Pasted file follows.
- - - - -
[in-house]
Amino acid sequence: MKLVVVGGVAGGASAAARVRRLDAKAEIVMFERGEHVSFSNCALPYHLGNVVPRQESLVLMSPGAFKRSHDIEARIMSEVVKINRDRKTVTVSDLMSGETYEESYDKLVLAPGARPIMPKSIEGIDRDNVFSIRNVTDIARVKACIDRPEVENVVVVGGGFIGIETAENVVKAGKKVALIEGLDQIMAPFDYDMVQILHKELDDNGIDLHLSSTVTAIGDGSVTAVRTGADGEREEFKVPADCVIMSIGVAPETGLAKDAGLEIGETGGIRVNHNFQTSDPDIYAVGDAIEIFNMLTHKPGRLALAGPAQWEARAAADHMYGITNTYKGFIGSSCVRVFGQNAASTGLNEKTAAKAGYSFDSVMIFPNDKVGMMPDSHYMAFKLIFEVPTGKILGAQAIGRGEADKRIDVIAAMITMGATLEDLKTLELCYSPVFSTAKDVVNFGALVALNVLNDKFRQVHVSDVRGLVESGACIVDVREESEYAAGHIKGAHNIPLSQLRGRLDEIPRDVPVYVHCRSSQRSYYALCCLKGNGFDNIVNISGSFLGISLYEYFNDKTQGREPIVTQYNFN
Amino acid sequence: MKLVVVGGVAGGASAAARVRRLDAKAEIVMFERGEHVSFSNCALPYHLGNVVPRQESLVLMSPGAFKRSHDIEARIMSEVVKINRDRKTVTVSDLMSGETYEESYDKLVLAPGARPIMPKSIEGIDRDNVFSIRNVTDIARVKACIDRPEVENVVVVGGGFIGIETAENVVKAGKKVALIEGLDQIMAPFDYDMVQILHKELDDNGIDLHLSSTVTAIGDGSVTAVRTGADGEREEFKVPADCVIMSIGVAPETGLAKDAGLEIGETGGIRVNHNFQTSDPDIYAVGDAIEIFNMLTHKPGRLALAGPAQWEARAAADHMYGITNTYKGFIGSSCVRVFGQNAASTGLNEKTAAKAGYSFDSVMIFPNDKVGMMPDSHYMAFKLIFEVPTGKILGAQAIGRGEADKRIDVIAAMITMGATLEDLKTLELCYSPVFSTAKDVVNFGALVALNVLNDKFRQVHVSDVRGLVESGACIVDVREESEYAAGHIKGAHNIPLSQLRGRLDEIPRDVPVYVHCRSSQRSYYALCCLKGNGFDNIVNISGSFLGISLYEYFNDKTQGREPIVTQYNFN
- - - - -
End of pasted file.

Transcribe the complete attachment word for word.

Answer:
[in-house]
Amino acid sequence: MKLVVVGGVAGGASAAARVRRLDAKAEIVMFERGEHVSFSNCALPYHLGNVVPRQESLVLMSPGAFKRSHDIEARIMSEVVKINRDRKTVTVSDLMSGETYEESYDKLVLAPGARPIMPKSIEGIDRDNVFSIRNVTDIARVKACIDRPEVENVVVVGGGFIGIETAENVVKAGKKVALIEGLDQIMAPFDYDMVQILHKELDDNGIDLHLSSTVTAIGDGSVTAVRTGADGEREEFKVPADCVIMSIGVAPETGLAKDAGLEIGETGGIRVNHNFQTSDPDIYAVGDAIEIFNMLTHKPGRLALAGPAQWEARAAADHMYGITNTYKGFIGSSCVRVFGQNAASTGLNEKTAAKAGYSFDSVMIFPNDKVGMMPDSHYMAFKLIFEVPTGKILGAQAIGRGEADKRIDVIAAMITMGATLEDLKTLELCYSPVFSTAKDVVNFGALVALNVLNDKFRQVHVSDVRGLVESGACIVDVREESEYAAGHIKGAHNIPLSQLRGRLDEIPRDVPVYVHCRSSQRSYYALCCLKGNGFDNIVNISGSFLGISLYEYFNDKTQGREPIVTQYNFN
Amino acid sequence: MKLVVVGGVAGGASAAARVRRLDAKAEIVMFERGEHVSFSNCALPYHLGNVVPRQESLVLMSPGAFKRSHDIEARIMSEVVKINRDRKTVTVSDLMSGETYEESYDKLVLAPGARPIMPKSIEGIDRDNVFSIRNVTDIARVKACIDRPEVENVVVVGGGFIGIETAENVVKAGKKVALIEGLDQIMAPFDYDMVQILHKELDDNGIDLHLSSTVTAIGDGSVTAVRTGADGEREEFKVPADCVIMSIGVAPETGLAKDAGLEIGETGGIRVNHNFQTSDPDIYAVGDAIEIFNMLTHKPGRLALAGPAQWEARAAADHMYGITNTYKGFIGSSCVRVFGQNAASTGLNEKTAAKAGYSFDSVMIFPNDKVGMMPDSHYMAFKLIFEVPTGKILGAQAIGRGEADKRIDVIAAMITMGATLEDLKTLELCYSPVFSTAKDVVNFGALVALNVLNDKFRQVHVSDVRGLVESGACIVDVREESEYAAGHIKGAHNIPLSQLRGRLDEIPRDVPVYVHCRSSQRSYYALCCLKGNGFDNIVNISGSFLGISLYEYFNDKTQGREPIVTQYNFN